(Daily News Scan - DNS English) Ariel Space Mission

(Daily News Scan - DNS English) Ariel Space Mission

The space is incredibly huge. Planets, stars, moon all are part of the space or the universe. Our universe also comprises of more than 4000 exoplanets which are confirmed. But there are a lot more which needed to be studied to confirm as exoplanets. Recently, the European Space Agency (ESA) has formally adopted Ariel, the explorer that will study the nature, formation and evolution of exoplanets.

One of the closest exoplanet to Earth is Proxima Centauri b. It is four light years away and inhabits the “habitable zone” of its star, which means that it could possibly have liquid water on its surface.

In this DNS, we will talk about what are exoplanets, Ariel space Mission and why do scientists study exoplanets.

Planets that lie outside of the Solar System and orbit around stars other than the Sun are called exoplanets or extrasolar planets. These exoplanets are not easy to detect since they are much less brighter than the stars they orbit. Hence it is difficult to see those directly using telescopes.

According to NASA, only a handful of exoplanets have been found using telescopes and the rest have been detected using indirect methods. There are basically two methods to track an exoplanet. The first method, involves tracking the dimming of a star that happens when a planet passes front of it.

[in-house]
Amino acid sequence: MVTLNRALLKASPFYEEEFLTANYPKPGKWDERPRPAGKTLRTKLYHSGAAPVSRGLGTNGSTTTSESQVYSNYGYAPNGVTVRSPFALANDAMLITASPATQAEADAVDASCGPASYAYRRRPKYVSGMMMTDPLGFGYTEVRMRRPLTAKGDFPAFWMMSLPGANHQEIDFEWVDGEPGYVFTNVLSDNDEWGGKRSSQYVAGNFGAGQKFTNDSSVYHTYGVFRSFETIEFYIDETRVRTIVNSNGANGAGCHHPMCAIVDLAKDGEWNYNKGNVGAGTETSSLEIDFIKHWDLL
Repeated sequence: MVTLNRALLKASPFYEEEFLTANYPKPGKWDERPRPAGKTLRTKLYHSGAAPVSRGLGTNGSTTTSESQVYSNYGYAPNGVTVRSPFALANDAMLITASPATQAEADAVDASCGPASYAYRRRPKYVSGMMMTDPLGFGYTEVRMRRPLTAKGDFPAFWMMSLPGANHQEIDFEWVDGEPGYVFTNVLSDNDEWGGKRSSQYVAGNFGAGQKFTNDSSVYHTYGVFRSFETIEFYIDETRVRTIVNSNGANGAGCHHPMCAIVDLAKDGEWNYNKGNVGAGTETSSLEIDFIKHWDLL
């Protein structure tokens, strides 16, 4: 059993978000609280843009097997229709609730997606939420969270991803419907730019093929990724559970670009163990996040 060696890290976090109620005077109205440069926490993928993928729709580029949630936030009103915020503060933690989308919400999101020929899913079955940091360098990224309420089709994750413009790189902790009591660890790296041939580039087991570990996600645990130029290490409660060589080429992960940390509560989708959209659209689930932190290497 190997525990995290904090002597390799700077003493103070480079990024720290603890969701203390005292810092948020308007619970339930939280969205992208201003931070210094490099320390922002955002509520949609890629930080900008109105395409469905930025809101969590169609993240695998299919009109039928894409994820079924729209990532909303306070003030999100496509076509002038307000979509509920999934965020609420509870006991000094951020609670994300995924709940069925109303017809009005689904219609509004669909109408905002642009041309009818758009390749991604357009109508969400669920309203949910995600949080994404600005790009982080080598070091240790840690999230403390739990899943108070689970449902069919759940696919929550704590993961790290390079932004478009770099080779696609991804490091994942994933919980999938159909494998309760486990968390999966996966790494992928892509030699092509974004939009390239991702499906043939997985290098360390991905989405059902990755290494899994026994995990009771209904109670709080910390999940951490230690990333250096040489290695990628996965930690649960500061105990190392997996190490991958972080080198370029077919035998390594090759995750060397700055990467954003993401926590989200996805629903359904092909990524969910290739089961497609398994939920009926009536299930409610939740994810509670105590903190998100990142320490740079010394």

The second method includes the gravitational lensing and the “wobbling method”, which is based on the idea that an orbiting planet will cause its parent star to orbit slightly off-centre.

The search for exoplanets is driven by the possibility that life may exist beyond Earth. Even if there is no evidence for this, scientists believe that their hunt for an answer will reveal details about where humans came from and where we’re headed.

So what is the Ariel Space Mission?

Ariel is Atmospheric Remote-sensing Infrared Exoplanet Large-survey. Scientists are planning to launch this mission in 2029.

AREIL will perform a large-scale survey of over a thousand exoplanets over a period of four years. These thousand exoplanets will range from gas giants to rocky planets, which will help them to compile a list of their compositions and properties thereby providing insights about how planetary systems form and evolve.

Ariel is the first mission of its kind dedicated to measuring the chemical composition and thermal structures of hundreds of exoplanets. Apart from this, Ariel will help to answer one of the key questions of ESA’s Cosmic Vision Plan, which is, “What are the conditions for planet formation and the emergence of life?”.

According to the ESA, while a large number of exoplanets have already been discovered, there is no clear link between the presence, size or orbital parameters of the planet and the nature of their parent stars. Therefore, a large-scale survey that Ariel will perform is required to know more about exoplanets and exoplanetary systems.